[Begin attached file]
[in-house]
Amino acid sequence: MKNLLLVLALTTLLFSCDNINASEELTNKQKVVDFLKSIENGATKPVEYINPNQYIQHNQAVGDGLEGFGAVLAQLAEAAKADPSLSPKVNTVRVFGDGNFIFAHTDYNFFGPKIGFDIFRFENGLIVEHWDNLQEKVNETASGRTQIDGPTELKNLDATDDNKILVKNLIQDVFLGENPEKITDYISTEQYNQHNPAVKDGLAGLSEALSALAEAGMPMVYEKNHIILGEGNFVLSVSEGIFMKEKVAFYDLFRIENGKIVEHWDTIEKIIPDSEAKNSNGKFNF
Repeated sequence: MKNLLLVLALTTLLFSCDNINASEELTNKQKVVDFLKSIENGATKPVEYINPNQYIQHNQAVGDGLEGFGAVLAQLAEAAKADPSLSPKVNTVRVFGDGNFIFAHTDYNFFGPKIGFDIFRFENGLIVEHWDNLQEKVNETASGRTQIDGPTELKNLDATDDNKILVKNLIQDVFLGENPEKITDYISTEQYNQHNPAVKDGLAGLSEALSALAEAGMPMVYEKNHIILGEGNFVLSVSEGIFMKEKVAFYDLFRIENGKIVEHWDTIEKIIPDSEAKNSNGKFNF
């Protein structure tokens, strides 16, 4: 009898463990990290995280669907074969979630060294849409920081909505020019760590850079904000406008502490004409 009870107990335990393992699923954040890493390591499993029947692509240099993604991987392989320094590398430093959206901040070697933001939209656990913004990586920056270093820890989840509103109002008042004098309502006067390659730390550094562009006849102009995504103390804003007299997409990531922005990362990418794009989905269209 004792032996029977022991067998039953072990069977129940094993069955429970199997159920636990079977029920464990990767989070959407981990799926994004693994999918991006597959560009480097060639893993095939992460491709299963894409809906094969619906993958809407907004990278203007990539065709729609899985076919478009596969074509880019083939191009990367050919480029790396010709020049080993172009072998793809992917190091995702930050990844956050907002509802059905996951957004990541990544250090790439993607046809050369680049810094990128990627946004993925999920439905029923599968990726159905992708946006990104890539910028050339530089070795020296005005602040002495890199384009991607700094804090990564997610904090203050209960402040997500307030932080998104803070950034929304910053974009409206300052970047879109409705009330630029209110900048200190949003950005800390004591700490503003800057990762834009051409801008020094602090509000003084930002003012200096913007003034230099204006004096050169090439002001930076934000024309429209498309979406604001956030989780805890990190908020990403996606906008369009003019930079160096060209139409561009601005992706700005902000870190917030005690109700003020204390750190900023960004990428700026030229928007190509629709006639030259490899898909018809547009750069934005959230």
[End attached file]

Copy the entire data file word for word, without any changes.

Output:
[in-house]
Amino acid sequence: MKNLLLVLALTTLLFSCDNINASEELTNKQKVVDFLKSIENGATKPVEYINPNQYIQHNQAVGDGLEGFGAVLAQLAEAAKADPSLSPKVNTVRVFGDGNFIFAHTDYNFFGPKIGFDIFRFENGLIVEHWDNLQEKVNETASGRTQIDGPTELKNLDATDDNKILVKNLIQDVFLGENPEKITDYISTEQYNQHNPAVKDGLAGLSEALSALAEAGMPMVYEKNHIILGEGNFVLSVSEGIFMKEKVAFYDLFRIENGKIVEHWDTIEKIIPDSEAKNSNGKFNF
Repeated sequence: MKNLLLVLALTTLLFSCDNINASEELTNKQKVVDFLKSIENGATKPVEYINPNQYIQHNQAVGDGLEGFGAVLAQLAEAAKADPSLSPKVNTVRVFGDGNFIFAHTDYNFFGPKIGFDIFRFENGLIVEHWDNLQEKVNETASGRTQIDGPTELKNLDATDDNKILVKNLIQDVFLGENPEKITDYISTEQYNQHNPAVKDGLAGLSEALSALAEAGMPMVYEKNHIILGEGNFVLSVSEGIFMKEKVAFYDLFRIENGKIVEHWDTIEKIIPDSEAKNSNGKFNF
């Protein structure tokens, strides 16, 4: 009898463990990290995280669907074969979630060294849409920081909505020019760590850079904000406008502490004409 009870107990335990393992699923954040890493390591499993029947692509240099993604991987392989320094590398430093959206901040070697933001939209656990913004990586920056270093820890989840509103109002008042004098309502006067390659730390550094562009006849102009995504103390804003007299997409990531922005990362990418794009989905269209 004792032996029977022991067998039953072990069977129940094993069955429970199997159920636990079977029920464990990767989070959407981990799926994004693994999918991006597959560009480097060639893993095939992460491709299963894409809906094969619906993958809407907004990278203007990539065709729609899985076919478009596969074509880019083939191009990367050919480029790396010709020049080993172009072998793809992917190091995702930050990844956050907002509802059905996951957004990541990544250090790439993607046809050369680049810094990128990627946004993925999920439905029923599968990726159905992708946006990104890539910028050339530089070795020296005005602040002495890199384009991607700094804090990564997610904090203050209960402040997500307030932080998104803070950034929304910053974009409206300052970047879109409705009330630029209110900048200190949003950005800390004591700490503003800057990762834009051409801008020094602090509000003084930002003012200096913007003034230099204006004096050169090439002001930076934000024309429209498309979406604001956030989780805890990190908020990403996606906008369009003019930079160096060209139409561009601005992706700005902000870190917030005690109700003020204390750190900023960004990428700026030229928007190509629709006639030259490899898909018809547009750069934005959230």